The ruling United Russia (UR) lost votes in the December 4 Duma elections compared to the landslide in the previous national poll in December 2007, but official results still gave it a majority. After counting over 99.9 percent of the votes, the Central Election Commission (CEC) announced that UR received 49.3 percent and will be allocated 238 seats in the 450 member Duma. The communists will have 92 seats, Just Russia (JR) – 64, and the Liberal Democratic Party (LDPR) led by the flamboyant populist Vladimir Zhirinovsky – 56. The liberal Yabloko party gained only 3.43 percent of the vote according to the CEC, and did not make it to the Duma (Interfax, December 6).
The UR secured a workable majority, allowing President Dmitry Medvedev and Prime Minister Vladimir Putin to declare victory (Interfax, December 5). The Russian constitution, written in 1993, specifically detracts all real power from the legislature to create a super concentration of power in the Kremlin. The Duma does not have the power to investigate the actions of the executive branch of government, to appoint or censure ministers. From 1993 to 2000 President Boris Yeltsin ruled Russia unimpeded by having no Duma majority. The opposition parties gained 212 seats in the Duma, but not all of them are indeed an “opposition.” JR is lead by an old-time Putin friend and supporter from St. Petersburg Sergei Mironov. The LDPR faction votes as Zhirinovsky orders, and in the 1990s the Kremlin could often retail his support. According to Yabloko leader, Grigory Yavlinsky, the JR and LDPR factions always vote together with pro-government UR on all important issues, while the communists support any defense spending hikes (Interfax, December 7).
The new Duma may continue as a rubberstamp parliament, but in any case the election has shaken the regime. The allegedly fraudulent elections were followed by street protests in Moscow, St. Petersburg and several other Russian cities. In Moscow, some 10,000 protesters gathered on December 5 – the biggest anti-government protest for at least a decade. Riot police reacted ruthlessly – by December 8, some 1,000 were arrested during three days of continued protests, dozens of journalists and protesters were badly beaten up and leading critics of the regime received prison sentences in hurriedly arranged court hearings. Anti-corruption campaigner and top blogger, Alexei Navalny, was arrested on December 5 and imprisoned for 15 days. Protests in St. Petersburg have also turned violent with hundreds of arrests (Interfax, December 7).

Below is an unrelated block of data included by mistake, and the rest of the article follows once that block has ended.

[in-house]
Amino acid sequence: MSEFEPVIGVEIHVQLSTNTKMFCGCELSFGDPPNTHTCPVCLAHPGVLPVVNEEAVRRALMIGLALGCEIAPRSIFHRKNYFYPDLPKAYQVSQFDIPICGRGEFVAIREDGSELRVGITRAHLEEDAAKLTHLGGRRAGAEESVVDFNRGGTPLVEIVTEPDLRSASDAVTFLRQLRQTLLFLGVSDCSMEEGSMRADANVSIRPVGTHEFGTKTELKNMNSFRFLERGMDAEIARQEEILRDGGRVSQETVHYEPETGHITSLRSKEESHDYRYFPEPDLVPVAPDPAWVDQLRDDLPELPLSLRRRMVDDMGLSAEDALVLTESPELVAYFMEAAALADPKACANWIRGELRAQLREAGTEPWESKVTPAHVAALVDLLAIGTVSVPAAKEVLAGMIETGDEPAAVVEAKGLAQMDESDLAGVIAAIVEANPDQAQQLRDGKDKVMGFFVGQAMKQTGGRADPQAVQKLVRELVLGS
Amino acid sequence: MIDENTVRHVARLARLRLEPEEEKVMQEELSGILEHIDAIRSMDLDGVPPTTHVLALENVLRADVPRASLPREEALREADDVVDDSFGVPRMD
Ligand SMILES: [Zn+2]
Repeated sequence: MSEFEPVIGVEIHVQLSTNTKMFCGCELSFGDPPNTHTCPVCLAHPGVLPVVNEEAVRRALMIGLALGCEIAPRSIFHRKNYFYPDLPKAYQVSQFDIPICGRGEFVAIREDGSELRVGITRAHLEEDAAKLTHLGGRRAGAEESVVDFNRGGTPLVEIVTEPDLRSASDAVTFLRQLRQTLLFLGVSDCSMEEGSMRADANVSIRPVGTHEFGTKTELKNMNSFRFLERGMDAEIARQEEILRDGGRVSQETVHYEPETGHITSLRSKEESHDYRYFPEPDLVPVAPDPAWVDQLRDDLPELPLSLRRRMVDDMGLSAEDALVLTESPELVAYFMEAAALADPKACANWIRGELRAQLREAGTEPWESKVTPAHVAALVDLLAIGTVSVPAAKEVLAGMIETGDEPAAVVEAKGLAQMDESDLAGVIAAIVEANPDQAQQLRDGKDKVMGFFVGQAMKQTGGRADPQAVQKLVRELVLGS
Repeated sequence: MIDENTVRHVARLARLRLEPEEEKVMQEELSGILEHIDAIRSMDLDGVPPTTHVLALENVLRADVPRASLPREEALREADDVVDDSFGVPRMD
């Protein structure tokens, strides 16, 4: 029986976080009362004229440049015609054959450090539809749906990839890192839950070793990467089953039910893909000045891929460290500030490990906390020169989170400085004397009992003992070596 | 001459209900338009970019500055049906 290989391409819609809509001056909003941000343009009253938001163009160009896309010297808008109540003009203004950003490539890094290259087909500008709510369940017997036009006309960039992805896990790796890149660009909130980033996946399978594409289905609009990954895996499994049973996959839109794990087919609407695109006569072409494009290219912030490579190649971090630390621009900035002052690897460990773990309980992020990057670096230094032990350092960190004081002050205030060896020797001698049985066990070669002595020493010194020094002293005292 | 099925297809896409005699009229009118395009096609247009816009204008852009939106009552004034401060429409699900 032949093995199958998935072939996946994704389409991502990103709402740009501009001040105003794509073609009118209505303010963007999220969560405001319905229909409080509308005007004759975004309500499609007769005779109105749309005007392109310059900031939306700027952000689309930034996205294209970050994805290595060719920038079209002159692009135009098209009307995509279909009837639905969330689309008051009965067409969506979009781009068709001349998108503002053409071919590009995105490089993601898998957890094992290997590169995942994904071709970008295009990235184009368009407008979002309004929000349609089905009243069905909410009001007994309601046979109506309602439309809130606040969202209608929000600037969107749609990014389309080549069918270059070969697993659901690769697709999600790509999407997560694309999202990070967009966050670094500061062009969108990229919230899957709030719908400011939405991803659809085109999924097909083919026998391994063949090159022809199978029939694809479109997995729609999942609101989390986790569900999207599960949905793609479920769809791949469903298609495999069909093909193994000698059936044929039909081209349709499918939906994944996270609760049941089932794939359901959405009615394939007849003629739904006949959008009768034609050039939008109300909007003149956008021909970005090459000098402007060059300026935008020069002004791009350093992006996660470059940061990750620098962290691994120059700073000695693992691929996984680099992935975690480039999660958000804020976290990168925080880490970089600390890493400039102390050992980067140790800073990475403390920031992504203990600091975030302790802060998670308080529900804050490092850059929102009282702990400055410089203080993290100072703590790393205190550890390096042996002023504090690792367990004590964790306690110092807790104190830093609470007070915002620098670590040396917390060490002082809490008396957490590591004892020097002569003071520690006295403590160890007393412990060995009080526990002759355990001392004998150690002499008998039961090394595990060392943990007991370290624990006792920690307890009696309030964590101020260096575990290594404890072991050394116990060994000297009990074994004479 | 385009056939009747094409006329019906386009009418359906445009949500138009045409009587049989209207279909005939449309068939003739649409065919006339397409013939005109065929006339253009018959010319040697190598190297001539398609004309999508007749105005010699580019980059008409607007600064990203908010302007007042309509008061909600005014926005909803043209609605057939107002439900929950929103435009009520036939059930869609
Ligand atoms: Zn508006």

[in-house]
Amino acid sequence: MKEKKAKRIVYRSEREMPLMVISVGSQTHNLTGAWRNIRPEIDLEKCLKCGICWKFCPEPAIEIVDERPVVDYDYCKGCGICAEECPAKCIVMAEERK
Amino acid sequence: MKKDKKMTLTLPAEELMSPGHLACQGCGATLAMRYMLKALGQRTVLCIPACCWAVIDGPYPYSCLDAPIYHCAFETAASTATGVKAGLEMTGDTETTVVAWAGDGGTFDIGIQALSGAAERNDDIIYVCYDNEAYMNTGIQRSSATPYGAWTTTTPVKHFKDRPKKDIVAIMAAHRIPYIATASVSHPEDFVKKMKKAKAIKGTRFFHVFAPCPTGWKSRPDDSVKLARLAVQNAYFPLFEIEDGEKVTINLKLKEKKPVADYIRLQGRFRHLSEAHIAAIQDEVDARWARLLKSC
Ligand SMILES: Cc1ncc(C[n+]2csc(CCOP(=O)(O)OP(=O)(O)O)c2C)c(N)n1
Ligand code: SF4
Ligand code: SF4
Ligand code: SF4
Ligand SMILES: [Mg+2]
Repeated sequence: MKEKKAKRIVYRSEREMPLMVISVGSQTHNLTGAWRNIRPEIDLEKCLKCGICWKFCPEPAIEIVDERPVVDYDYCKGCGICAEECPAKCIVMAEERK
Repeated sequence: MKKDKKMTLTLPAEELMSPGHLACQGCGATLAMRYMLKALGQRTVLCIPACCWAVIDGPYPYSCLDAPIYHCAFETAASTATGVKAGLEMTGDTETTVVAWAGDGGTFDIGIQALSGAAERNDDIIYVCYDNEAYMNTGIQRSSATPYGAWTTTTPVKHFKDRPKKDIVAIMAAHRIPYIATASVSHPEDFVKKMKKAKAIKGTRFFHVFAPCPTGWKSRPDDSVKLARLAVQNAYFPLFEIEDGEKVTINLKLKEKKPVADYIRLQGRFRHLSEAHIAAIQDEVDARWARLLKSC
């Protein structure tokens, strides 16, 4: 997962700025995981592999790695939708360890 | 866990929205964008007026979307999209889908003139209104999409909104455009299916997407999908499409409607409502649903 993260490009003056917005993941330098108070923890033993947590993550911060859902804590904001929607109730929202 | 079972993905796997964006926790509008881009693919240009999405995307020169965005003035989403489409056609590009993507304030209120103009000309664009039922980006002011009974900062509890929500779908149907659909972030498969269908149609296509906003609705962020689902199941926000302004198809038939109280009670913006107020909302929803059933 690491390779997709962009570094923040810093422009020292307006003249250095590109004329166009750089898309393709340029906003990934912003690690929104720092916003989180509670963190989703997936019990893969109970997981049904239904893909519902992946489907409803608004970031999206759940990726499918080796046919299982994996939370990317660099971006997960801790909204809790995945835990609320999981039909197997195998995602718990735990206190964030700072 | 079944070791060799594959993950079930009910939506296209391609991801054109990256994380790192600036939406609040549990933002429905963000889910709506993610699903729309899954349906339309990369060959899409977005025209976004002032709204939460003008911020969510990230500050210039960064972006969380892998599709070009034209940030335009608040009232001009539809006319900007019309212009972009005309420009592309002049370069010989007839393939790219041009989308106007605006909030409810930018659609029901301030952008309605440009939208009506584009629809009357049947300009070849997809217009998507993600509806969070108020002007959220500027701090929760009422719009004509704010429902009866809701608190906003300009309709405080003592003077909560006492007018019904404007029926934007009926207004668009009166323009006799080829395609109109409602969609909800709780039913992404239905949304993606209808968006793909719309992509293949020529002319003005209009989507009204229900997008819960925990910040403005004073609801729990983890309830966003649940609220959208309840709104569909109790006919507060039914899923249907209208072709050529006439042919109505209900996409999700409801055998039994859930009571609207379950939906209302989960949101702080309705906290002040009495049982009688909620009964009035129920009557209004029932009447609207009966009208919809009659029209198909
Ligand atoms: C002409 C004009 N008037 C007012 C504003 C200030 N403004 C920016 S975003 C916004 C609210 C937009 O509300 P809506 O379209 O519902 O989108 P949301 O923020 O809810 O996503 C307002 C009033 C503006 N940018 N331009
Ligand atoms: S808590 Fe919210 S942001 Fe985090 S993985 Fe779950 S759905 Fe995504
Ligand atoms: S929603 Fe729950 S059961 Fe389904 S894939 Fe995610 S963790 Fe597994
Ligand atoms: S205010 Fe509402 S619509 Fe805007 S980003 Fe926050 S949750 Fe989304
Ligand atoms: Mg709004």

The arrest of vocal opposition figures and the extreme unprovoked police brutality has not stopped the public protest campaign. On December 10, a massive protest rally is planned in downtown Moscow near the Kremlin. More than 20,000 have already pledged to attend using Facebook and other social networks. Authorities threaten to use force to disperse the protesters, if more than 300 appear at the rally (www.newsru.com, December 7).
There was overwhelming evidence of widespread electoral fraud by the ruling UR party in previous years, though the people seemed to be content and politically passive, but the economy has fallen in 2008-2009 and failed to pick up. Government inefficiency and staggering levels of corruption have infuriated and disfranchised many Putin supporters that used the Duma election to post a protest vote against UR and now believe their vote was stolen. On December 6, thousands of Interior Troops of the Separate Motorized Special Forces Division (former Dzerzhinsky Division named after the founder of the CheKa-KGB) were deployed in downtown Moscow to backup the use of riot police by Russia’s worried rulers (Interfax, December 6).